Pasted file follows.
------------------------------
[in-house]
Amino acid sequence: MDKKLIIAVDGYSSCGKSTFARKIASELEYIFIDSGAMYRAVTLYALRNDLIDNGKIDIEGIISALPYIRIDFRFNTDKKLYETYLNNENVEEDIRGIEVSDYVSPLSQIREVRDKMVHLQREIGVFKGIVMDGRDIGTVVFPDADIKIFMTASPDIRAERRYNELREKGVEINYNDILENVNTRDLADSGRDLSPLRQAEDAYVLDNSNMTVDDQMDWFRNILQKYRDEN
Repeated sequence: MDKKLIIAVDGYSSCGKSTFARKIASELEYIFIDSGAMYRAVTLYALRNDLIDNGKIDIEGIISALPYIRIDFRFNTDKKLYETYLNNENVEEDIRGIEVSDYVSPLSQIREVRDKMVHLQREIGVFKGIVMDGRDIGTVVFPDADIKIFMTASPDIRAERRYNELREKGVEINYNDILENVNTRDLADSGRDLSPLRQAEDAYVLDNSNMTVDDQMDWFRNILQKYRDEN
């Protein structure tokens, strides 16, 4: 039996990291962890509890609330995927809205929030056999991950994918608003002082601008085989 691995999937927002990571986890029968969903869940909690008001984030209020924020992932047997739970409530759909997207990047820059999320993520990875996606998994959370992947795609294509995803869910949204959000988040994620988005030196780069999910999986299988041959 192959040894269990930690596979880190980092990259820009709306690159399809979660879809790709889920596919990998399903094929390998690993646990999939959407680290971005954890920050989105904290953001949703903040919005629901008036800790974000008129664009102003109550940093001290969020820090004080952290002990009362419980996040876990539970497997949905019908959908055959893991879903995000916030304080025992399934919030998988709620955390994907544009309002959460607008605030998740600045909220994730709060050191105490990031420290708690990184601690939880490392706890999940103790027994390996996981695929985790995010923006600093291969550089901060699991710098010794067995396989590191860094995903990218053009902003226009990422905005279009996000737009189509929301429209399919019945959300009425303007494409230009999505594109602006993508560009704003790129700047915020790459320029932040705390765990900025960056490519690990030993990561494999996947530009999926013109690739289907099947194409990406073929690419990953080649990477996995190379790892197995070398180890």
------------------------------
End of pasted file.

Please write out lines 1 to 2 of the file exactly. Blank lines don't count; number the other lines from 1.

[in-house]
Amino acid sequence: MDKKLIIAVDGYSSCGKSTFARKIASELEYIFIDSGAMYRAVTLYALRNDLIDNGKIDIEGIISALPYIRIDFRFNTDKKLYETYLNNENVEEDIRGIEVSDYVSPLSQIREVRDKMVHLQREIGVFKGIVMDGRDIGTVVFPDADIKIFMTASPDIRAERRYNELREKGVEINYNDILENVNTRDLADSGRDLSPLRQAEDAYVLDNSNMTVDDQMDWFRNILQKYRDEN